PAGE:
Attractions Nearby Wroclaw, Day Trips and Excursions

(Wroclaw, Silesia, Poland)

Picture of the Barbican in KrakowSilesia is a large region of Poland and close to Wroclaw are a number of interesting attractions suitable for day trips, such as the historical town of Trzebnica and also the dramatic Mount Sleza, which dominates the area and features a popular viewing tower part way up.

Travel further afield from Wroclaw and you will encounter some of Poland's biggest cities and most popular attractions. However, cities such as Krakow, Lodz and Warsaw are actually too far for day trips and really lend themselves to short breaks or overnight excursions, allowing visitors from Wroclaw to properly explore the attractions, sample the cuisine and enjoy the atmosphere.

Photo of Krakow's Royal Castle


One of the most visited of all Poland's cities, Krakow is a leading tourist destination, and rightly so. Lying just over 270 km / 168 miles to the south-east of Wroclaw and boasting a wealth of Polish history, Krakow is easy to explore, since the majority of its attractions are concentrated around the compact centre of the Old Town district. The Main Market Square in Old Town Krakow is a particular highlight, as is the surrounding stretch of gardens known as the Planty, which was once actually a moat and lead towards Wawel Castle.

Picture of the Textile Museum in Lodz


A likable and inviting Polish city some 208 km / 129 miles north-east of Wroclaw, Lodz boasts an array of Art Nouveau buildings and attractions, although for many it is a little off the main tourist trail. Lodz is also known for its film industry and acclaimed movie schools, with its Ulica Piotrkowska being amongst Europe's longest pedestrianised thoroughfares and filled with interest. Lodz is also home to a series of good museums, such as both the Modern Art Museum and the Historical Museum of Lodz.

Aerial photo of Mount Sleza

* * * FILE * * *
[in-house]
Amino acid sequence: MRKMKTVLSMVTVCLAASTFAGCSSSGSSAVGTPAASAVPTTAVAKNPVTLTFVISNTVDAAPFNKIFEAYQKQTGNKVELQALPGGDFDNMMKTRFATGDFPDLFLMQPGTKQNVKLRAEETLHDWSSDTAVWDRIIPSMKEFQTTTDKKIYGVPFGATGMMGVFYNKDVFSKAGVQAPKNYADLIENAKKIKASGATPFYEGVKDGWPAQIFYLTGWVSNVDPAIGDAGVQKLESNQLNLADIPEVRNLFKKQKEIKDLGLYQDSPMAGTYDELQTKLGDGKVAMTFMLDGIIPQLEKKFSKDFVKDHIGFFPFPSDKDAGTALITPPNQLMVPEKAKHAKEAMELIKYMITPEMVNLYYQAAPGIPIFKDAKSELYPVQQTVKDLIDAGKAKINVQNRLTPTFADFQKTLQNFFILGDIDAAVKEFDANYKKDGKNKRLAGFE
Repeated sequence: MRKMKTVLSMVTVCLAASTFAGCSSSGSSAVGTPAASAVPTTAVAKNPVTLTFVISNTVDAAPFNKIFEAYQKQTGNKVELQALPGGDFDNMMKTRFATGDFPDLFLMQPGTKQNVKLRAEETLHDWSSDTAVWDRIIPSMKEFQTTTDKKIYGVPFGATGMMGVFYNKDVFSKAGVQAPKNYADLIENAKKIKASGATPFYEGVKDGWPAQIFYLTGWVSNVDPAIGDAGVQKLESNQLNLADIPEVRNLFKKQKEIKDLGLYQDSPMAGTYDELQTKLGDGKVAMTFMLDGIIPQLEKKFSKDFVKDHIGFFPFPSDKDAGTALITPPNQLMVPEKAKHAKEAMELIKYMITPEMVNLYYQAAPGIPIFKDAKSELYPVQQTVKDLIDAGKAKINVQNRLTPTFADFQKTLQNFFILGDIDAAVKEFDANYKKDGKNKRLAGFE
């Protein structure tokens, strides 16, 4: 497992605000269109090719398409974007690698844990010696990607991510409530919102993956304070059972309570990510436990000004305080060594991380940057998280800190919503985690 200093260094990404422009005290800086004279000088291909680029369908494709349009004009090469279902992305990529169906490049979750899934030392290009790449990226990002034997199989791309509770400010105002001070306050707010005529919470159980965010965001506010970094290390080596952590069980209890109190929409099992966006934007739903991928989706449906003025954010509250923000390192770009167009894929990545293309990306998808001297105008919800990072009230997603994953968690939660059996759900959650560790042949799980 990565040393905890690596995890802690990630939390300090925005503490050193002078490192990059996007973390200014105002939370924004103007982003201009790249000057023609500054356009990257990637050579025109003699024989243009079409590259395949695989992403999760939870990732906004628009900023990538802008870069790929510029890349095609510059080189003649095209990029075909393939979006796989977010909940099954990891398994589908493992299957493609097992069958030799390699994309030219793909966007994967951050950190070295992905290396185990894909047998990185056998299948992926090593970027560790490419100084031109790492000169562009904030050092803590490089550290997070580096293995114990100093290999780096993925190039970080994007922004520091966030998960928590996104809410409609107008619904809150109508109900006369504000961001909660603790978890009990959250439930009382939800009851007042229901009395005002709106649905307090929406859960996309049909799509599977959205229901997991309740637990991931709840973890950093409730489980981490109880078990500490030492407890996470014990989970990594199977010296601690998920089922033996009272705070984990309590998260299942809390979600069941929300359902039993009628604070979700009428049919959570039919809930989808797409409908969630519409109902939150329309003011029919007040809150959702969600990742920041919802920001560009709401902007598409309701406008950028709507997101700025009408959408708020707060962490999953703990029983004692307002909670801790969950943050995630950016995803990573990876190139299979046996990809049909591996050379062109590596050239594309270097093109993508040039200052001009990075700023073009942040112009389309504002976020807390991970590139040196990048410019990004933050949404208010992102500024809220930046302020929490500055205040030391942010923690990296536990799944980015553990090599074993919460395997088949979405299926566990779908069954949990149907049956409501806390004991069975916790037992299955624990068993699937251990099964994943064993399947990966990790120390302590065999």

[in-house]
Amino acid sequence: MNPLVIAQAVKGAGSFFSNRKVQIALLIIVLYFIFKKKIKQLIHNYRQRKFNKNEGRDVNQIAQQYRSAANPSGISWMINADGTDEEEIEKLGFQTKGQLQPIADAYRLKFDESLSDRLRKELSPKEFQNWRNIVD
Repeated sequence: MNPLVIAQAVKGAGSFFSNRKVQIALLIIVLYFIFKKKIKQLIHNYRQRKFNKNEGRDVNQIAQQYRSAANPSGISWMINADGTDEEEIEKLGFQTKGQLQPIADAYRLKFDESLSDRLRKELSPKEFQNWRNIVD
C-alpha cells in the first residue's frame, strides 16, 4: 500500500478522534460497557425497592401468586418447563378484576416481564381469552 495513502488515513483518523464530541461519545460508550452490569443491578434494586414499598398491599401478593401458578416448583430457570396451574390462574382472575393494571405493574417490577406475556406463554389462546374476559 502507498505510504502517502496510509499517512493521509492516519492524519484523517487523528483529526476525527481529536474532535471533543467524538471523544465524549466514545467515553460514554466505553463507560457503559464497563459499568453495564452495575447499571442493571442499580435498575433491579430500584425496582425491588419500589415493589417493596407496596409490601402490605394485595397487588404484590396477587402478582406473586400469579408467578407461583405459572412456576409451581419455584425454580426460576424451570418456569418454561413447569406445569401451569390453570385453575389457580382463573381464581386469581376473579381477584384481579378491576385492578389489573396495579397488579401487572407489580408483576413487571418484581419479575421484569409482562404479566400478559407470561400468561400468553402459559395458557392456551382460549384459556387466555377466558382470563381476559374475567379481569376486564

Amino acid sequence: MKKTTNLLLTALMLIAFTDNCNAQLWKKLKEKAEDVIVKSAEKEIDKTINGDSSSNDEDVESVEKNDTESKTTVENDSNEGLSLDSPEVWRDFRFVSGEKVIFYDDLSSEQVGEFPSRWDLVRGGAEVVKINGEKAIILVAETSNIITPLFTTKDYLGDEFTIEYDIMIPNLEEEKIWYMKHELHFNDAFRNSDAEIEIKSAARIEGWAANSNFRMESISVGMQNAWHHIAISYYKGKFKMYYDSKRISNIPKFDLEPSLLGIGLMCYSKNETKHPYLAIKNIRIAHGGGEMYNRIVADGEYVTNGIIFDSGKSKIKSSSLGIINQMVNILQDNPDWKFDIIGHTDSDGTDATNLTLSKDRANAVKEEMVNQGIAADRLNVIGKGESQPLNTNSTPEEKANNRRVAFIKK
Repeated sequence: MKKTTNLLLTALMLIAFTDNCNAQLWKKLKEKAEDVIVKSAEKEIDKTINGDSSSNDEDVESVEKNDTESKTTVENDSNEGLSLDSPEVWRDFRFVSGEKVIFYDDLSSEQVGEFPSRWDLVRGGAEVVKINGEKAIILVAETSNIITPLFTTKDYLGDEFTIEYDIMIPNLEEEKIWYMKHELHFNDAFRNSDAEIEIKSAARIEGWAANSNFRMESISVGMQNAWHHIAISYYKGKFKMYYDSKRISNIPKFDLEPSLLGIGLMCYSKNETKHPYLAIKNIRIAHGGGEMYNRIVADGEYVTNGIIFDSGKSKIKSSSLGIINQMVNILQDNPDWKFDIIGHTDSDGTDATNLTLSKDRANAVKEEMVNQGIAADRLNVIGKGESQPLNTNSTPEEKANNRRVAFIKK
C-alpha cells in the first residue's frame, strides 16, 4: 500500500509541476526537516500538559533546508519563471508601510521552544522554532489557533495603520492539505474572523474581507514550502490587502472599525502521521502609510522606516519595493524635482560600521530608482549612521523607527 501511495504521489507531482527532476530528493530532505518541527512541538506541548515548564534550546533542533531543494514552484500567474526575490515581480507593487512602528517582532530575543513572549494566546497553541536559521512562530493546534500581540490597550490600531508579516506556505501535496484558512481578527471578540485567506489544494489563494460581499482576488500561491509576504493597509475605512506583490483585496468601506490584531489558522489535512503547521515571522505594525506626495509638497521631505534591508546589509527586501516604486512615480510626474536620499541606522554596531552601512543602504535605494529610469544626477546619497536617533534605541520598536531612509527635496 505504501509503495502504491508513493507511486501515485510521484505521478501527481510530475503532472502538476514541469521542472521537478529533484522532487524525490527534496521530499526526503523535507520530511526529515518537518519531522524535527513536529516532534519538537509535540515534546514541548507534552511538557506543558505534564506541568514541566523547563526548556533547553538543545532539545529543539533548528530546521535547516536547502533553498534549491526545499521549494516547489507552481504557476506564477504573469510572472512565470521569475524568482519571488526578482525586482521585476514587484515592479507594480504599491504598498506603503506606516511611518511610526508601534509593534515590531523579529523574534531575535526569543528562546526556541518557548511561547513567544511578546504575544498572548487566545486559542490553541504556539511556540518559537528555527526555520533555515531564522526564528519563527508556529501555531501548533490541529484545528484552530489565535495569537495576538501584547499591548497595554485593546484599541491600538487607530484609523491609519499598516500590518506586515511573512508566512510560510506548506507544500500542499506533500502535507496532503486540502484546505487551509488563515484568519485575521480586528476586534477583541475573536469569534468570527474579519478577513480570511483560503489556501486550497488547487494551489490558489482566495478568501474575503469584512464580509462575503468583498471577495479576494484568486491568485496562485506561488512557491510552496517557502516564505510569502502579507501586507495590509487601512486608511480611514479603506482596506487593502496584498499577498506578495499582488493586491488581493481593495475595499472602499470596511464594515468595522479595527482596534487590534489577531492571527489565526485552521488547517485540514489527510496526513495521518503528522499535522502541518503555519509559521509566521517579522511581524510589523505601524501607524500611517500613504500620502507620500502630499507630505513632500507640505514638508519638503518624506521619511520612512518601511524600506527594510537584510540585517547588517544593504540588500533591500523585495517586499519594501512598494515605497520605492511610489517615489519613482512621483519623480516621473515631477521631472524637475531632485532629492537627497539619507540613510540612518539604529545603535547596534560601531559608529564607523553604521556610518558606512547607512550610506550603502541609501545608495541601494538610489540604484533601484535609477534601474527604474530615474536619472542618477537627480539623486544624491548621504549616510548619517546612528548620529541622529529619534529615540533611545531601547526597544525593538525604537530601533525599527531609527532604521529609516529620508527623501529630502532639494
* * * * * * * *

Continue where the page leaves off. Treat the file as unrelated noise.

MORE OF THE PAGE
Sobótka and Mount Sleza

At just over 35 km / 22 miles to the south-west of Wroclaw, the dramatic cone that is Mount Sleza is one of the region's most visited attractions and rises to a height of 720 metres / 2,362 feet, dominating the surrounding plain. Located on the northern side of Mount Sleza you will find the town of Sobótka, which is a good place to start a climb to the very top, where the 360-degree views are more than worth the hike.

Picture of central Trzebnica


A small and appealing town situated around 24 km / 15 miles to the north of Wroclaw, Trzebnica is extremely historic and famous for its Cistercian Abbey, which was actually one of the very first brick buildings to be constructed in the whole of Poland, although it has since been rebuilt. This church is the main attraction and home to an especially elaborate interior, comprising the Chapel of St. Hedwig (Kaplica Sw Jadwigi).

Picture of the Old Town Square in central Warsaw


Poland's lively city of Warsaw is approximately 341 km / 212 miles from Wroclaw and also it is just under five hours away, as the country's capital it really should be visited to make your Polish experience all the more complete. If you leave early in the morning you will be in Warsaw for lunch and still have time to sightsee, with the main attractions being based within both the Old Town (Stare Miasto) and the New Town (Nowy Miasto) districts, along with the boroughs of Wola and Praga Pólnoc. The medieval city walls, Barbican fortress, Royal Castle and St. John's Cathedral are just a handful of the landmarks worth looking out for.